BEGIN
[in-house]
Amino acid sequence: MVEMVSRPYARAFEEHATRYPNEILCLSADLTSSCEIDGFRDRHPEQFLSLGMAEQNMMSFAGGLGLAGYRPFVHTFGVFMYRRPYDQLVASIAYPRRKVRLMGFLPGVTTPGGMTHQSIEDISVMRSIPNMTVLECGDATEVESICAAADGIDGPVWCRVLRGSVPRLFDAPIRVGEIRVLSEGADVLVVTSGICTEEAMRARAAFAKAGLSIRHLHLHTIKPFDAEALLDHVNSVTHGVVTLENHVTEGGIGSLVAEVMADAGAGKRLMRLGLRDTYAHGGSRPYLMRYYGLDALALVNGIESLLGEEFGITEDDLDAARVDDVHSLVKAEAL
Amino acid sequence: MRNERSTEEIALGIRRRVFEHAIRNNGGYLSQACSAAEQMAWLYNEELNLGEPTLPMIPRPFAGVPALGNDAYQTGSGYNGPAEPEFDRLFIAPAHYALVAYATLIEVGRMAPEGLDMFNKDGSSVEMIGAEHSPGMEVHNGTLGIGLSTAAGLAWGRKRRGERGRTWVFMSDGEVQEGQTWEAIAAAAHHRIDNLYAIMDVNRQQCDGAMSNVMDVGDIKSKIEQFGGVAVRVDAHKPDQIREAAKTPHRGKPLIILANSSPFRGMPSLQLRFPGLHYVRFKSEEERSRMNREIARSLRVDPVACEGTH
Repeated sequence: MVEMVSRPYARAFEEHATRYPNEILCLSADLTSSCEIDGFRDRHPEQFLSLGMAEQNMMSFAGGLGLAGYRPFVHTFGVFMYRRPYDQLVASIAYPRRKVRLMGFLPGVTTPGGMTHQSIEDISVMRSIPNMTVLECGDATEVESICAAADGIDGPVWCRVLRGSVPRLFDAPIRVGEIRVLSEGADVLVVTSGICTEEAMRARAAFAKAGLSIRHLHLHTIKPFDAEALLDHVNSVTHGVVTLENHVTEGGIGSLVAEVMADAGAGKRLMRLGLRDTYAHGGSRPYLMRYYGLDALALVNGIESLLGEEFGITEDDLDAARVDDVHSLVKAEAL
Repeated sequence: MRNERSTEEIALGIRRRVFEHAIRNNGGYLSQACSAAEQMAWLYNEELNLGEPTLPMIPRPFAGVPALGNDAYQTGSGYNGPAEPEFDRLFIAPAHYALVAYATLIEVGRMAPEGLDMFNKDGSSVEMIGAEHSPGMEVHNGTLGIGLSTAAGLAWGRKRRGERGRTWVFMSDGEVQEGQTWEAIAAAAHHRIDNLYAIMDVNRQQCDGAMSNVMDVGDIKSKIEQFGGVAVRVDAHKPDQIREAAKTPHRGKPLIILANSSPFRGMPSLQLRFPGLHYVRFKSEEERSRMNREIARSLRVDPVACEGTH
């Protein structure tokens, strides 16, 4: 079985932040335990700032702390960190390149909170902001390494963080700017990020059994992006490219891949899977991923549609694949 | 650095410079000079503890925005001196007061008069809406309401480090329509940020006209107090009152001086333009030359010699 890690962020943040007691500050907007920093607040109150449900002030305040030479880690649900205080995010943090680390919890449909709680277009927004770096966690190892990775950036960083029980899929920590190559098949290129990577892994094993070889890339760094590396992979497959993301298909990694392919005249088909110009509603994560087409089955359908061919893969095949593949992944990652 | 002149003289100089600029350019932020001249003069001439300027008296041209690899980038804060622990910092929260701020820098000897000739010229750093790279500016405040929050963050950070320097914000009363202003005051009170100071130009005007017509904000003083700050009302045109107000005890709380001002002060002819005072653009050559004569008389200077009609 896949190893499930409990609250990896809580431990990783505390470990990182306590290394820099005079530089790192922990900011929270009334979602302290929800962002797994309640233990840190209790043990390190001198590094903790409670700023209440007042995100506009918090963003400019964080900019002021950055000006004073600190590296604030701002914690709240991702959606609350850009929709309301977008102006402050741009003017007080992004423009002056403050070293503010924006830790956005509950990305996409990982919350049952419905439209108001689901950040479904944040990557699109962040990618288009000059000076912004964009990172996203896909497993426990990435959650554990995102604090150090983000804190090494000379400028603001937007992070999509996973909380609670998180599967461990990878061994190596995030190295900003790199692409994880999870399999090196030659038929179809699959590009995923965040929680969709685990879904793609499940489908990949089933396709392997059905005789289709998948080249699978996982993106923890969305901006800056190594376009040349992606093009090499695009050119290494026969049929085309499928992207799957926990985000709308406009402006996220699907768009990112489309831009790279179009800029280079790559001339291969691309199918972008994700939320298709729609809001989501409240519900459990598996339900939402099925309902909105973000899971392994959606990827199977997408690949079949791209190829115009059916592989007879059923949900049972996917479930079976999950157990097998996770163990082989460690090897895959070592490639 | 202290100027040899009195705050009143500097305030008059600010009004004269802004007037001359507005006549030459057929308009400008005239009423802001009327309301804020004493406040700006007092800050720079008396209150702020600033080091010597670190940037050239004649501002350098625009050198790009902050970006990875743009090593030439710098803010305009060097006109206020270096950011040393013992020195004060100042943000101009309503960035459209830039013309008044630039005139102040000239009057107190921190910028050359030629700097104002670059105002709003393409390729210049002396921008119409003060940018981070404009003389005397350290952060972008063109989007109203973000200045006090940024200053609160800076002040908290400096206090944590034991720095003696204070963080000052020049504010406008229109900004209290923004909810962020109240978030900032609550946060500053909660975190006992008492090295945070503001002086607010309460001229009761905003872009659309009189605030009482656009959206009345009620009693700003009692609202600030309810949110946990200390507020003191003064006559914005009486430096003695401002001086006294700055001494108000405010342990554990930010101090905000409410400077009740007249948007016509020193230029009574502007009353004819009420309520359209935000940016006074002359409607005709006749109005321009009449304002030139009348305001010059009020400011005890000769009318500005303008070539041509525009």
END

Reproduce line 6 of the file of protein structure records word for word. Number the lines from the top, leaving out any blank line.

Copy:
């Protein structure tokens, strides 16, 4: 079985932040335990700032702390960190390149909170902001390494963080700017990020059994992006490219891949899977991923549609694949 | 650095410079000079503890925005001196007061008069809406309401480090329509940020006209107090009152001086333009030359010699 890690962020943040007691500050907007920093607040109150449900002030305040030479880690649900205080995010943090680390919890449909709680277009927004770096966690190892990775950036960083029980899929920590190559098949290129990577892994094993070889890339760094590396992979497959993301298909990694392919005249088909110009509603994560087409089955359908061919893969095949593949992944990652 | 002149003289100089600029350019932020001249003069001439300027008296041209690899980038804060622990910092929260701020820098000897000739010229750093790279500016405040929050963050950070320097914000009363202003005051009170100071130009005007017509904000003083700050009302045109107000005890709380001002002060002819005072653009050559004569008389200077009609 896949190893499930409990609250990896809580431990990783505390470990990182306590290394820099005079530089790192922990900011929270009334979602302290929800962002797994309640233990840190209790043990390190001198590094903790409670700023209440007042995100506009918090963003400019964080900019002021950055000006004073600190590296604030701002914690709240991702959606609350850009929709309301977008102006402050741009003017007080992004423009002056403050070293503010924006830790956005509950990305996409990982919350049952419905439209108001689901950040479904944040990557699109962040990618288009000059000076912004964009990172996203896909497993426990990435959650554990995102604090150090983000804190090494000379400028603001937007992070999509996973909380609670998180599967461990990878061994190596995030190295900003790199692409994880999870399999090196030659038929179809699959590009995923965040929680969709685990879904793609499940489908990949089933396709392997059905005789289709998948080249699978996982993106923890969305901006800056190594376009040349992606093009090499695009050119290494026969049929085309499928992207799957926990985000709308406009402006996220699907768009990112489309831009790279179009800029280079790559001339291969691309199918972008994700939320298709729609809001989501409240519900459990598996339900939402099925309902909105973000899971392994959606990827199977997408690949079949791209190829115009059916592989007879059923949900049972996917479930079976999950157990097998996770163990082989460690090897895959070592490639 | 202290100027040899009195705050009143500097305030008059600010009004004269802004007037001359507005006549030459057929308009400008005239009423802001009327309301804020004493406040700006007092800050720079008396209150702020600033080091010597670190940037050239004649501002350098625009050198790009902050970006990875743009090593030439710098803010305009060097006109206020270096950011040393013992020195004060100042943000101009309503960035459209830039013309008044630039005139102040000239009057107190921190910028050359030629700097104002670059105002709003393409390729210049002396921008119409003060940018981070404009003389005397350290952060972008063109989007109203973000200045006090940024200053609160800076002040908290400096206090944590034991720095003696204070963080000052020049504010406008229109900004209290923004909810962020109240978030900032609550946060500053909660975190006992008492090295945070503001002086607010309460001229009761905003872009659309009189605030009482656009959206009345009620009693700003009692609202600030309810949110946990200390507020003191003064006559914005009486430096003695401002001086006294700055001494108000405010342990554990930010101090905000409410400077009740007249948007016509020193230029009574502007009353004819009420309520359209935000940016006074002359409607005709006749109005321009009449304002030139009348305001010059009020400011005890000769009318500005303008070539041509525009």